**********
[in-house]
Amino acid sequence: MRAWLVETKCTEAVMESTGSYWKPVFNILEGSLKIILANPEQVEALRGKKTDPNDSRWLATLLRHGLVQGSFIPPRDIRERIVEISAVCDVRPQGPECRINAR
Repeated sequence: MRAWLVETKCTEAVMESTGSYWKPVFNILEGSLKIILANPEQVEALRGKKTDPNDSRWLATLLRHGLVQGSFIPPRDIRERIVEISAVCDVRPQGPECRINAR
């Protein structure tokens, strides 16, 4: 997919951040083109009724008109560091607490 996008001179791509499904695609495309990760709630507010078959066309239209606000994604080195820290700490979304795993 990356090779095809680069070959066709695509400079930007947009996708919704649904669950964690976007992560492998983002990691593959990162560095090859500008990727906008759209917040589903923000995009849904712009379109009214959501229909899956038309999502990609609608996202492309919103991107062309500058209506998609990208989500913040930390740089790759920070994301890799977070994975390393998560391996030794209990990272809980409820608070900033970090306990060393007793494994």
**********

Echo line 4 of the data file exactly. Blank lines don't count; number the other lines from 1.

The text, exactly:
């Protein structure tokens, strides 16, 4: 997919951040083109009724008109560091607490 996008001179791509499904695609495309990760709630507010078959066309239209606000994604080195820290700490979304795993 990356090779095809680069070959066709695509400079930007947009996708919704649904669950964690976007992560492998983002990691593959990162560095090859500008990727906008759209917040589903923000995009849904712009379109009214959501229909899956038309999502990609609608996202492309919103991107062309500058209506998609990208989500913040930390740089790759920070994301890799977070994975390393998560391996030794209990990272809980409820608070900033970090306990060393007793494994």